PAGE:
The LH values were significantly increased (p<0.05) in group IPT1 in relation to C1 (0.7 vs. 0.1 IU/L) and the same was found in groups IPT2, phase I-PP1 when compared to control group C2. Basal LH values in groups phase II-PP1 and PP2 were significantly higher than in C2 (p<0.05). FSH serum concentrations were significantly increased in groups phase II-PP1 and PP2 compared with control group C2 (2.8 and 2.5 vs. 0.7 IU/L respectively), but differences were not found between IPT1 and C1 (2.4 vs. 2.1 IU/L) and IPT2 vs. C2 (1.1 vs. 0.7 IU/L) or between the groups of patients.

Considering E2serum concentrations, there were no significant differences between the groups, except for a decreased value in phase1-PP1 compared with IPT2 (p<0.05) [18.0 pg/ml (3.6-20.0) vs. 21.3 pg/ml (16.4-34.9)].

GnRH-stimulated gonadotropin levels of PT groups, as well as of the control group C3, are represented in table 3. No significant differences were found in peak (or delta) LH levels between IPT2 and C3 (2.8 vs. 2.2 IU/L) or phase I-PP1 and C3 (2.7 vs. 2.2 IU/L) (p<0.05), but peak (or delta) LH levels of phase II-PP1 and PP2 were significantly increased compared with control group C3 (26.0 and 7.5 vs. 2.2 IU/L) (p<0.05).

 

 

Ovarian and uterine volumes were within the expected values for age.

For girls under 3 years (IPT1 group) a long-term follow-up was performed in 20 (50%); 14 girls were treated with medroxiprogesterone acetate, with regression of the breast enlargement; 4 girls had spontaneous and complete regression of the thelarche. In the IPT2 group, no treatment was proposed to reduce the breast enlargement and there were 3 cases of spontaneous regression. Girls whose diagnosis was PP, performed CT or MRI, but no hypothalamic or pituitary disorder was found, and the PP was considered idiopathic. These girls were treated with leuprolide acetate, 3.75 mg/month.

 

DISCUSSION

The present study, as well as several previous reports (1-5), indicates that variants of PT occur on a spectrum towards complete precocious puberty. In the differential diagnosis between these conditions, new gonadotropin assays with better sensitivity and specificity are particularly useful in guiding who needs treatment and the precise moment to begin therapy.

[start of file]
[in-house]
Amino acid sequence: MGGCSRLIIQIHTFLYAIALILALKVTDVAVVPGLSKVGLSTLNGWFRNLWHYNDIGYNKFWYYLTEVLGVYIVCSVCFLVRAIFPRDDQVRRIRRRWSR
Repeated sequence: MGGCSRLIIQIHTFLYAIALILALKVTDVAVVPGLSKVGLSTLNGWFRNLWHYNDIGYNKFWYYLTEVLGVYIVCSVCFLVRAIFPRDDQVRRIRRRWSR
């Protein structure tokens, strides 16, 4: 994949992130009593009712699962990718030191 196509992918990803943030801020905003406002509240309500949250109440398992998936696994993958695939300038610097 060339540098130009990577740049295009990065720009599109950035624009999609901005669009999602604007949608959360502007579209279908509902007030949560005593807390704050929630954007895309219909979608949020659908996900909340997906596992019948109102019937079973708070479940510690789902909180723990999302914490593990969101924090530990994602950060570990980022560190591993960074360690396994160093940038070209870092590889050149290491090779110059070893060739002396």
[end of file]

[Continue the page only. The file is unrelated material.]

According to the literature, the majority of our subjects (73.4%), in fact, had IPT, therefore idiopathic or normal variant and in 40 of them (50.6%), thelarche was identified in the first 3 years of life (IPT1 group), whereas the remainder 18 girls were 6.6 yr (4.11–7.5 yr). However, 21 girls (26.6%) progressed to idiopathic GDPP from three months to four years after thelarche was identified, and in 12 of them (PP2 group), serum concentrations of LH stimulated by GnRH indicated, from the beginning, that PT was due to PP, before pubarche became apparent, and driven treatment promptly to GnRH analogue. Instead, in 9 girls, only follow-up and new GnRH test disclosed the PP diagnosis.

There were no significant differences in clinical and axiological characteristics between the groups and none of them proved to be useful in predicting a PP progression, although individually, increased growth velocity, as well as bone age, were relevant indicators pointing to review of the diagnosis and to a new GnRH stimulation test (phase I to II-PP1).

Premature thelarche progressing to idiopathic GDPP was reported by Pasquino e cols. (9) and Verrotti e cols. (24). Stanhope & Brooke (16) named the situation as "thelarche variant" of precocious sexual maturation and Garibaldi e cols. (12) refer to the same as "exaggerated thelarche" . Regarding this subject, we identified two patterns: 1) a subgroup with suppressed HPG axis when challenged by iv GnRH that became liberated during follow-up (PP1); 2) a subgroup with stimulated LH by GnRH clearly indicating activated HPG axis and, in this case, PP was easily recognized, even though bone age advancement was not relevant or height Z-score was not very positive.

Based on Herman-Giddens e cols. (25), who evaluated 17,077 American girls between 3 and 12 years of age and recommended lowering the normal age of puberty to 7 years in white girls and to 6 in black ones, someone could argue that, in our study, girls between 7 and 8 years that were diagnosed as PP in fact had normal puberty. So far, we have no information about similar guidelines applicable to Brazilian children. Even for American children these new limits have been disputed by Midyett e cols. (3). They stated "signs of puberty in 6-8 years old girls should not be considered normal or benign. Implementation of new guidelines for the evaluation of puberty will result in failure to identify conditions that respond to early intervention".

Despite this study is retrospective in nature, by employing a highly sensitive and specific ICMA assay,, we had the opportunity to compare hormonal data from PT children with normative data previously published (23). Up to 1995, we employed AutoDelphia fluorometric assays and determined our own cut-off limits of gonadotropins used to distinguish normal pre-pubertal children from pubertal or GDPP children (14). However, towards 1996, when ICMA assays became available in our laboratory, it was evident that LH peaks of 6.9 IU/L and 9.6 IU/L, for girls and boys respectively, determined by IFMA, do not fit for ICMA assay. Thus we analyzed another normal pre-pubertal and pubertal population in different stages of puberty (I-V).